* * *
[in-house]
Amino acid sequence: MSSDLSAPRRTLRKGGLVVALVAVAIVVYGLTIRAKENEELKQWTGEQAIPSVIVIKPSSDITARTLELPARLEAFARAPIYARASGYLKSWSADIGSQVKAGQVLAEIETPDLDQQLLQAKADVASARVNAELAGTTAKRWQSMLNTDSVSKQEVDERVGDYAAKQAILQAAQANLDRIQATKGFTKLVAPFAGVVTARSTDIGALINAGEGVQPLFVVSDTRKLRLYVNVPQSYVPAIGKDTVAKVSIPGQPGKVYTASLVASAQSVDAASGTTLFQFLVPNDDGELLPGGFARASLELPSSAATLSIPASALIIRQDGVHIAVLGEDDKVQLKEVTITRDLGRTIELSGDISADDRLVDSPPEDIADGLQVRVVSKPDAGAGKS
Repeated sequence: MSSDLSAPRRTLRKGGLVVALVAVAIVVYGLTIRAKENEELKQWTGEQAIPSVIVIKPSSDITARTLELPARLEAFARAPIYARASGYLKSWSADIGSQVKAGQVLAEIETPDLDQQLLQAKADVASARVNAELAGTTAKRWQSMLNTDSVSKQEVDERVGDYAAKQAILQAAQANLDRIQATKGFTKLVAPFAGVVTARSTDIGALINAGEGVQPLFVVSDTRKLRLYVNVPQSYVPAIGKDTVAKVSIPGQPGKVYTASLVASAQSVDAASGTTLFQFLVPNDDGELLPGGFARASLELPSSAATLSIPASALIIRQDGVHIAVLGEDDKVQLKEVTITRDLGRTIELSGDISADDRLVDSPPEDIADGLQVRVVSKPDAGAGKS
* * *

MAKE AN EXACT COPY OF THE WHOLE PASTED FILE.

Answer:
[in-house]
Amino acid sequence: MSSDLSAPRRTLRKGGLVVALVAVAIVVYGLTIRAKENEELKQWTGEQAIPSVIVIKPSSDITARTLELPARLEAFARAPIYARASGYLKSWSADIGSQVKAGQVLAEIETPDLDQQLLQAKADVASARVNAELAGTTAKRWQSMLNTDSVSKQEVDERVGDYAAKQAILQAAQANLDRIQATKGFTKLVAPFAGVVTARSTDIGALINAGEGVQPLFVVSDTRKLRLYVNVPQSYVPAIGKDTVAKVSIPGQPGKVYTASLVASAQSVDAASGTTLFQFLVPNDDGELLPGGFARASLELPSSAATLSIPASALIIRQDGVHIAVLGEDDKVQLKEVTITRDLGRTIELSGDISADDRLVDSPPEDIADGLQVRVVSKPDAGAGKS
Repeated sequence: MSSDLSAPRRTLRKGGLVVALVAVAIVVYGLTIRAKENEELKQWTGEQAIPSVIVIKPSSDITARTLELPARLEAFARAPIYARASGYLKSWSADIGSQVKAGQVLAEIETPDLDQQLLQAKADVASARVNAELAGTTAKRWQSMLNTDSVSKQEVDERVGDYAAKQAILQAAQANLDRIQATKGFTKLVAPFAGVVTARSTDIGALINAGEGVQPLFVVSDTRKLRLYVNVPQSYVPAIGKDTVAKVSIPGQPGKVYTASLVASAQSVDAASGTTLFQFLVPNDDGELLPGGFARASLELPSSAATLSIPASALIIRQDGVHIAVLGEDDKVQLKEVTITRDLGRTIELSGDISADDRLVDSPPEDIADGLQVRVVSKPDAGAGKS